Your record collection could be the latest victim of global warming.
Like much of the world, the US has been experiencing a major heatwave in recent weeks. In some areas, temperatures have reached as high as 43C. The heat is so high in parts that vinyl records are beginning to warp in the post.
Independent record label Ba Da Bing Records were the recipients of complaints from multiple customers who received warped records in the mail. The label emailed their customers with two options: Either delay shipments until the heatwave has passed or charge extra for priority delivery.
Other labels have been issuing their customers with warnings about the potential risks of ordering vinyl in the scorching conditions. Hello Merch, a merchandise store that works with multiple artists and labels, updated its terms of service with the following disclaimer:
“Please be aware we DO NOT issue refunds or replacements for damage due to extreme weather conditions, minor cosmetic damage, such as corner dings, bends, split inserts, and so on.”
Attempting to avoid such issues, Joyful Noise Records added large stickers to its vinyl packages with the message “PACKAGE CONTAINS VINYL RECORDS, DO NOT LEAVE IN DIRECT SUNLIGHT (f*ck climate change).”
The issue of warping records isn’t limited to the US. Last week amid the British heatwave, London based TikTok user Matt’s Vinyl shared a video that showed the effects of the sun on vinyl.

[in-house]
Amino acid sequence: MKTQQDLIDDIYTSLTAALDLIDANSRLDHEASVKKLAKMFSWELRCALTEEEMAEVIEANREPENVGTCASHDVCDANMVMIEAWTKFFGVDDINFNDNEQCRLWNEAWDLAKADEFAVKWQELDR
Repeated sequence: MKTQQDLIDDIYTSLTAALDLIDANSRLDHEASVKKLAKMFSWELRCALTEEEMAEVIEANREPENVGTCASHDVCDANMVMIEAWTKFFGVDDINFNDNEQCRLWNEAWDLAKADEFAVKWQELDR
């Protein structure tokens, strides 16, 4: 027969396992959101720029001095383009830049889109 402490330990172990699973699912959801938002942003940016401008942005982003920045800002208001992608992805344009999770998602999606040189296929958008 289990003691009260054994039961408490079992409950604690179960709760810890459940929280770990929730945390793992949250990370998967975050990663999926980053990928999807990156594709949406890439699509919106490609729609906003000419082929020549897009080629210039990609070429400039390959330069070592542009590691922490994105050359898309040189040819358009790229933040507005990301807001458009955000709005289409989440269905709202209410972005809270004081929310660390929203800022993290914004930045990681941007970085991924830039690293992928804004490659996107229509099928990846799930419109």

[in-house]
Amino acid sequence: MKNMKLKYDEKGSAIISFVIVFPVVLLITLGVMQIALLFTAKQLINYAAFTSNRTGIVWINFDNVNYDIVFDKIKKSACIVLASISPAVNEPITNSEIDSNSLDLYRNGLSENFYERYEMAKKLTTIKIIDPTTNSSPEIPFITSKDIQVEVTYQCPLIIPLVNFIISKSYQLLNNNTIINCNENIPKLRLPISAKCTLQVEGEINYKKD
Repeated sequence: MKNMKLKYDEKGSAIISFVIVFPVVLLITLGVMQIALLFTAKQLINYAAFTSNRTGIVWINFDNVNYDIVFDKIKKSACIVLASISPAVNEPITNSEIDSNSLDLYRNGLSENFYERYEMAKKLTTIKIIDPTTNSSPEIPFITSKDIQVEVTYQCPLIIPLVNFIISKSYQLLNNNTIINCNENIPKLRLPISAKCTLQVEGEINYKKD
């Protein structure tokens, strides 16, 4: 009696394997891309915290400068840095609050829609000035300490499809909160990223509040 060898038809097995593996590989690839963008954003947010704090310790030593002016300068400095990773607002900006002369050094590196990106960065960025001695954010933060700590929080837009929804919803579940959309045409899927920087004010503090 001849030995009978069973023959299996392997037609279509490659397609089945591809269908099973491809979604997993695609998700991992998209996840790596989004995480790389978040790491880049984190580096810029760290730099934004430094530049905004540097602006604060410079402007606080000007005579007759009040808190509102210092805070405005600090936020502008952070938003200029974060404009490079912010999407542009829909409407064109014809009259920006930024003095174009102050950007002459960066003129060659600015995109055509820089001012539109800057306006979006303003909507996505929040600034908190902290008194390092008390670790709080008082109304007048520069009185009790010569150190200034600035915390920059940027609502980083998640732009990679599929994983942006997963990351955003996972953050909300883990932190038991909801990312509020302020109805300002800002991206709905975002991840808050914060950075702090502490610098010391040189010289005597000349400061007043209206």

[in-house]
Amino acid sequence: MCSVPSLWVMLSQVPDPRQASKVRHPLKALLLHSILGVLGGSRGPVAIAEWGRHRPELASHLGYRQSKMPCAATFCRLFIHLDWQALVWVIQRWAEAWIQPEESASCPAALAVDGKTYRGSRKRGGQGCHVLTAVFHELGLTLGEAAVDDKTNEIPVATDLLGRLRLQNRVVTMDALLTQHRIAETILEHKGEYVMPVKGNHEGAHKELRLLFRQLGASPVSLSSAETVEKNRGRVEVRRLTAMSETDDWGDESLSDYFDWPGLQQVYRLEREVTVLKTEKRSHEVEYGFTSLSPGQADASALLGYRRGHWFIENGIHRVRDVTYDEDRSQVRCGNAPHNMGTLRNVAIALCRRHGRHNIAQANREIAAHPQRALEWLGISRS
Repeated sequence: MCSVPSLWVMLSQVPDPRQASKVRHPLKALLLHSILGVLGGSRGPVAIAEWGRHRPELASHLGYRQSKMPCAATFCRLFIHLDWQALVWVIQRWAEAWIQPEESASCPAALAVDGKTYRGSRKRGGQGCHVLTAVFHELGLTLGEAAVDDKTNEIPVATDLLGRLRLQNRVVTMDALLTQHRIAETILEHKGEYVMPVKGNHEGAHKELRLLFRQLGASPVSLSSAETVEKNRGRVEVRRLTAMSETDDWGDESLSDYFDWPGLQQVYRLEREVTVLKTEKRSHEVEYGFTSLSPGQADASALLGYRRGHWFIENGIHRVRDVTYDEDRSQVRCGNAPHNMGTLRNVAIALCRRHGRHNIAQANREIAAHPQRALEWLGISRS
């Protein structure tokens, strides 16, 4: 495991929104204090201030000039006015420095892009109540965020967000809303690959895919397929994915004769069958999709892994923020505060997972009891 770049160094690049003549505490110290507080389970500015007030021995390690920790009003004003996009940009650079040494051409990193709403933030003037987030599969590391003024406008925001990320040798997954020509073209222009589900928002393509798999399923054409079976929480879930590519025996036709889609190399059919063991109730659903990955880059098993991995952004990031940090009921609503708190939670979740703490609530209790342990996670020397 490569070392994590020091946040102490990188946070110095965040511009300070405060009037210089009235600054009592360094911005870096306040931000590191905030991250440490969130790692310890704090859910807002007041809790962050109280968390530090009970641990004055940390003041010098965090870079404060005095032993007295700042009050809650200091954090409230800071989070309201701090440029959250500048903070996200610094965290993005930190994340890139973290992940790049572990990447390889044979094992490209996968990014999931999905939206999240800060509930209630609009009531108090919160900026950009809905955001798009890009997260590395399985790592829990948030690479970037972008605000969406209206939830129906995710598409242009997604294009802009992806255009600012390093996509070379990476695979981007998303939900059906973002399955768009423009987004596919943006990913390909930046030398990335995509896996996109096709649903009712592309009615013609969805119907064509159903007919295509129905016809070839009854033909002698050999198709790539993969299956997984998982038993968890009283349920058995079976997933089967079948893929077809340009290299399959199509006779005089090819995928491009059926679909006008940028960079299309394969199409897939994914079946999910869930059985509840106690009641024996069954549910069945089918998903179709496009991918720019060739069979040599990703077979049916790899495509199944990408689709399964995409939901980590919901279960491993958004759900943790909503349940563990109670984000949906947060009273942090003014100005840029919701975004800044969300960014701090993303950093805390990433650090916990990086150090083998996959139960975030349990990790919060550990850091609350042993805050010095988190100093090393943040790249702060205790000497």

After receiving a damaged record in the mail (ironically Unbroken by Demi Lovato), Matt decided to try an experiment. Having seen tutorials on how to turn records into vinyl bowls by heating them in the oven, Matt left the record in the sun. So intense was the heat that after three hours the vinyl had warped so much that it had become pliable.
@mattsvinyl2626vinyl record science👨🏻🔬 #vinylcollector #vinyltiktok #vinylscience #brokenvinyl #meltedvinylrecord #ukheatwave #vinyltok #vinylrecords
Record collecting experts Peak Vinyl issued a warning regarding the dangers of exposing vinyl to heat.
“A typical vinyl record can start warping due to heat at a temperature of 140 degrees Fahrenheit (60 degrees Celsius) and can melt at temperatures exceeding 212 degrees Fahrenheit (100 degrees Celsius),” they said. “Other factors, such as humidity, sunlight exposure, and improper storage, can drastically impact the resilience of a record.”
Vinyl may be susceptible to issues like warping, but its superior audio quality has seen it outlive cassettes, eight-track cartridges and most likely CDs.
The format has been experiencing a significant comeback in recent years. A survey by MRC Data found that vinyl sales in the US had risen by 108% in the first six months of 2021. 19.2 million records were sold in that period, compared to 18.9 million CDs.
2020 was the first year that vinyl outsold CDs in the US since 1986. The British Phonographic Industry is predicting that vinyl will outsell CDs in the UK this year for the first time since 1987.